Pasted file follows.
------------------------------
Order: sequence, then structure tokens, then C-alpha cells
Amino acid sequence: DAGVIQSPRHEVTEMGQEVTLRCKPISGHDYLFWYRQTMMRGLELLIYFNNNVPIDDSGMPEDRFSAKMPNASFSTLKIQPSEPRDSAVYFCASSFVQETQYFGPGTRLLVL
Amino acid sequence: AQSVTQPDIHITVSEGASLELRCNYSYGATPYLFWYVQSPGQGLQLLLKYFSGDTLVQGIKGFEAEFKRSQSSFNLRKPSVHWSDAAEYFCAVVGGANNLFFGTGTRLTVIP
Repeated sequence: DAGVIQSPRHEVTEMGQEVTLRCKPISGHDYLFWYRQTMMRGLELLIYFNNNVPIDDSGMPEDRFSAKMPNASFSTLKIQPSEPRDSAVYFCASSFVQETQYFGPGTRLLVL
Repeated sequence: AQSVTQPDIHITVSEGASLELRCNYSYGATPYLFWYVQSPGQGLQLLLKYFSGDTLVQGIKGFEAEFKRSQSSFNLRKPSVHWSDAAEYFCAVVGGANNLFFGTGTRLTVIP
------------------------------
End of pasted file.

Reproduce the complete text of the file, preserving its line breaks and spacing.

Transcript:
Order: sequence, then structure tokens, then C-alpha cells
Amino acid sequence: DAGVIQSPRHEVTEMGQEVTLRCKPISGHDYLFWYRQTMMRGLELLIYFNNNVPIDDSGMPEDRFSAKMPNASFSTLKIQPSEPRDSAVYFCASSFVQETQYFGPGTRLLVL
Amino acid sequence: AQSVTQPDIHITVSEGASLELRCNYSYGATPYLFWYVQSPGQGLQLLLKYFSGDTLVQGIKGFEAEFKRSQSSFNLRKPSVHWSDAAEYFCAVVGGANNLFFGTGTRLTVIP
Repeated sequence: DAGVIQSPRHEVTEMGQEVTLRCKPISGHDYLFWYRQTMMRGLELLIYFNNNVPIDDSGMPEDRFSAKMPNASFSTLKIQPSEPRDSAVYFCASSFVQETQYFGPGTRLLVL
Repeated sequence: AQSVTQPDIHITVSEGASLELRCNYSYGATPYLFWYVQSPGQGLQLLLKYFSGDTLVQGIKGFEAEFKRSQSSFNLRKPSVHWSDAAEYFCAVVGGANNLFFGTGTRLTVIP